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Opinion

Migos is better at producing singles than albums

BY PARKER KLYN

At the Golden Globes a few weeks ago, Donald Glover gave thanks and remarks after winning Best Television Series for “Atlanta.” Glover shouted out Migos: “Not for being on the show,” Glover said, although their cameo was one of the highlights of the first season, “but for making ‘Bad and Boujee.’ That’s the greatest song ever.”

Migos, an Atlanta rap trio consisting of Quavo, Offset, and Takeoff, have always had the uncanny ability to go viral and make memes out of themselves.

Their debut single, “Versace,” popularized their signature rapid-fire triplet flow, got a Drake remix and found itself near the top of multiple publications’ best songs of 2013.

They brought regional terms like “bando” and “pipe it up” into the national lexicon.

They jump-started the mainstream’s embrace of dabbing. And finally, their music has caught up to their cultural impact as “Bad and Boujee,” the lead single off their new album, “Culture,” has rocketed to number one on the Billboard charts.

It’s a fantastic hip-hop banger, but not in the same vein of previous hits “Hannah Montana” or “Bricks.” Those tracks radiated white-hot intensity, with Quavo practically screaming at times.

“Bad and Boujee” is a much more refined hit, as Offset becomes the star with his impeccably cool hook (“My n****s is savage, ruthless/ We got 30s and 100-rounds too”). And despite how critical I’ve been of Lil Uzi Vert, he comes through with a relentlessly charismatic verse that wraps up the “Bad and Boujee” package nicely.

So, coming into Culture, it was hard to know what to expect; would Migos keep up their string of high-energy pop-rap, or would they refine their sound into this more low-key confidence?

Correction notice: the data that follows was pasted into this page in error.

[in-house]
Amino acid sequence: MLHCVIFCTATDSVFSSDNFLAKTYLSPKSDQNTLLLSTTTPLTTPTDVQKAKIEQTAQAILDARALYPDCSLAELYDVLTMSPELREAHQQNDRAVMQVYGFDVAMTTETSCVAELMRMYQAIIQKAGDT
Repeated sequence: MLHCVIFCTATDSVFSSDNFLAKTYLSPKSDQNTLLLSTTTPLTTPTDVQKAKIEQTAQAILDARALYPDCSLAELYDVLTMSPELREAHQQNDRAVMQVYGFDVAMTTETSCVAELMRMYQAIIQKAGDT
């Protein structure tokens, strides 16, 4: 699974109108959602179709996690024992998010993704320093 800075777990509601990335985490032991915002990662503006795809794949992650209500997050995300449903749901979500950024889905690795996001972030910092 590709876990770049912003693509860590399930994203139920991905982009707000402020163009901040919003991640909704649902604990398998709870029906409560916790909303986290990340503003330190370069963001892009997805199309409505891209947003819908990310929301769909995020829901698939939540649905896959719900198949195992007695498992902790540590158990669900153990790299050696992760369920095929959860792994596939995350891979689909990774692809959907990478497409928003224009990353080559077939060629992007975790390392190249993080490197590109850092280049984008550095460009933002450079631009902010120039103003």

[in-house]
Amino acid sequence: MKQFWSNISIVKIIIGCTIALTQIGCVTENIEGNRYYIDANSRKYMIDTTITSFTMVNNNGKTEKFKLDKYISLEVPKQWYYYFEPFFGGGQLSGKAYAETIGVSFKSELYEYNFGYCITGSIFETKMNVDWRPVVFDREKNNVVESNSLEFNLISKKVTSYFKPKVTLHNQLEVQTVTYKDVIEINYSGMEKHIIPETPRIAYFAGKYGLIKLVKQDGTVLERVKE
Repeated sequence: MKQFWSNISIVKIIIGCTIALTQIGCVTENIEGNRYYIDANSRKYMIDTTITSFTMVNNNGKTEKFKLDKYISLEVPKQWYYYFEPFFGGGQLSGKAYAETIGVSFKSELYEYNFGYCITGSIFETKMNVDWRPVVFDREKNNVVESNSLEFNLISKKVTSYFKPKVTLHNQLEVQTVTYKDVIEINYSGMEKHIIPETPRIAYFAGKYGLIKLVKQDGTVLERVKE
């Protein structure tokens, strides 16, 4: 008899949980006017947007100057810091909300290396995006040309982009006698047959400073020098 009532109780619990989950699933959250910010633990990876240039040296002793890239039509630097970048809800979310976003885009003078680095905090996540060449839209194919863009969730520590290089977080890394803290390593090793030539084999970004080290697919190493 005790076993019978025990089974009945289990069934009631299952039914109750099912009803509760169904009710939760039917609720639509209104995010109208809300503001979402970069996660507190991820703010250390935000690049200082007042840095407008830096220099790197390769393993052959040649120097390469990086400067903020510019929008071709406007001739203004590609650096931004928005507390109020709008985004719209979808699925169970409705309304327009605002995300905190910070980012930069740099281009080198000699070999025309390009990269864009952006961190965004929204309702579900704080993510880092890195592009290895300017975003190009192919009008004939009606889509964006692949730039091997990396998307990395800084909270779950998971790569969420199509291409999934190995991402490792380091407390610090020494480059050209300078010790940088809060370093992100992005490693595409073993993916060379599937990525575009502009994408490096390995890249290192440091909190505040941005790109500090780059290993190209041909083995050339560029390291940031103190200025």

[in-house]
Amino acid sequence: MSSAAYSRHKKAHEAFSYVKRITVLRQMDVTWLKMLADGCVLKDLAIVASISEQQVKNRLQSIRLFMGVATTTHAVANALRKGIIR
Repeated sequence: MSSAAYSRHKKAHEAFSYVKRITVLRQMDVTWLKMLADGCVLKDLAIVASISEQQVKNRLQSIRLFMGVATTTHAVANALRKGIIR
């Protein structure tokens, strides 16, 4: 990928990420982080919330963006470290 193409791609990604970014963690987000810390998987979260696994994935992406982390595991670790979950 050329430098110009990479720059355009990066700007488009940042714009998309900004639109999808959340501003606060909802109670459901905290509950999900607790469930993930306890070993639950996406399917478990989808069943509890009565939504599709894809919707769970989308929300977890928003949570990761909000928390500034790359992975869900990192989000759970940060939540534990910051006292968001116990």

I’m a little bit disappointed to say it’s the latter. Migos are unquestionably great singles artists (“Versace,” “Hannah Montana,” “Fight Night,” “Bricks,” “Bad and Boujee”), but that hasn’t translated into great albums or mixtapes.

Unfortunately, that trend continues onto “Culture,” as a lot of filler surrounds some exhilarating moments.

The best moments on Culture are those that don’t fit into that boilerplate Atlanta trap sound that Migos helped pioneer.

It has since become oversaturated, and that genre’s best albums (Lil Yachty’s “Lil Boat,” Travis Scott’s “Rodeo”) have gimmicks and defining features that set them apart. “What the Price” is an awesome piece of psychedelia, with soft-rock guitars complimenting Quavo’s cacophonous vocals. The song sounds like it’s being sung in front of 70,000 inside a football stadium, giving ambition to Migos’ sound.

“Deadz” is orchestral and ominous, with frightening brass chords backing Quavo and Offset, telling us how much we’re in danger. It also contains an incredible 2 Chainz feature.

But the rest of the album doesn’t excite me quite as much as those moments.

“Kelly Price,” with Travis Scott, sounds like a leftover from Scott’s disappointing Birds in the Trap Sing McKnight. After listening to the album, I honestly had a difficult time remembering any specific moments from an early three-song stretch (“Call Casting” to “Slippery”), although Gucci Mane’s feature on “Slippery” is a nice change of pace.

Part of the problem is that Migos subscribe to the quantity-over-quality portion of lyric-writing, and over a full hour of music, that can get exhausting.

So they haven’t changed my opinions at all: Migos can make some of the greatest trap singles of the decade, but they have yet to prove themselves over a full project. And they’re probably okay with that; after all, they still have “Bad and Boujee.”

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